Wednesday, December 8, 2004

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I don't envy her job

What do you do if you're the counselor for commercial affairs at the U.S. Embassy in Saudi Arabia on the day after Jeddah? The same thing you do every day -- try to drum up interest among U.S. firms in foing business with the Saudis. Jerry Miller of the Manchester Union-Leader reports:

Just one day after an al-Qaida led band of terrorists invaded the heavily fortified U.S. Consulate in Jiddah, Saudi Arabia, killing nine workers, this nation's counselor for commercial affairs at the U.S. Embassy in Riyadh, Saudi Arabia, was in the Granite State, working to drum up business for New Hampshire companies, interested in doing business in the family-run kingdom.

Nancy Charles-Parker led a roundtable discussion at the Pease Tradeport-based International Trade Resource Center involving nearly three dozen companies eager to do business in the often turbulent nation and other Middle Eastern locations.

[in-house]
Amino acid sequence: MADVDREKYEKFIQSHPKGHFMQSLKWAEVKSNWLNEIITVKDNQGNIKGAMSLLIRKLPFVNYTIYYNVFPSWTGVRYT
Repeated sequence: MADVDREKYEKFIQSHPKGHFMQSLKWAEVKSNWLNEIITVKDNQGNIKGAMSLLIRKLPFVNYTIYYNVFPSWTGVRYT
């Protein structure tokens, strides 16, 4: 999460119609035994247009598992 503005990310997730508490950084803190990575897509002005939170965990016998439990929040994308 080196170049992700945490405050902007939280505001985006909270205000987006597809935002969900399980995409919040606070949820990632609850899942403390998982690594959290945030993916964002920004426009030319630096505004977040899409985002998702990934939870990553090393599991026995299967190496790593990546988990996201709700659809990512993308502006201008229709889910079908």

With security-related issues on the minds of many participants, Parker did not avoid discussing Monday's killings, which involved the death of staffers she knew and respected.

"All of our people" at the consulate, meaning Americans, "are OK," she told the gathering. "They are understandably shaken up."

Charles-Parker, who left for the Saudi capital shortly after the local appearance, was eager to return to the area to support her co-workers and the families of those killed.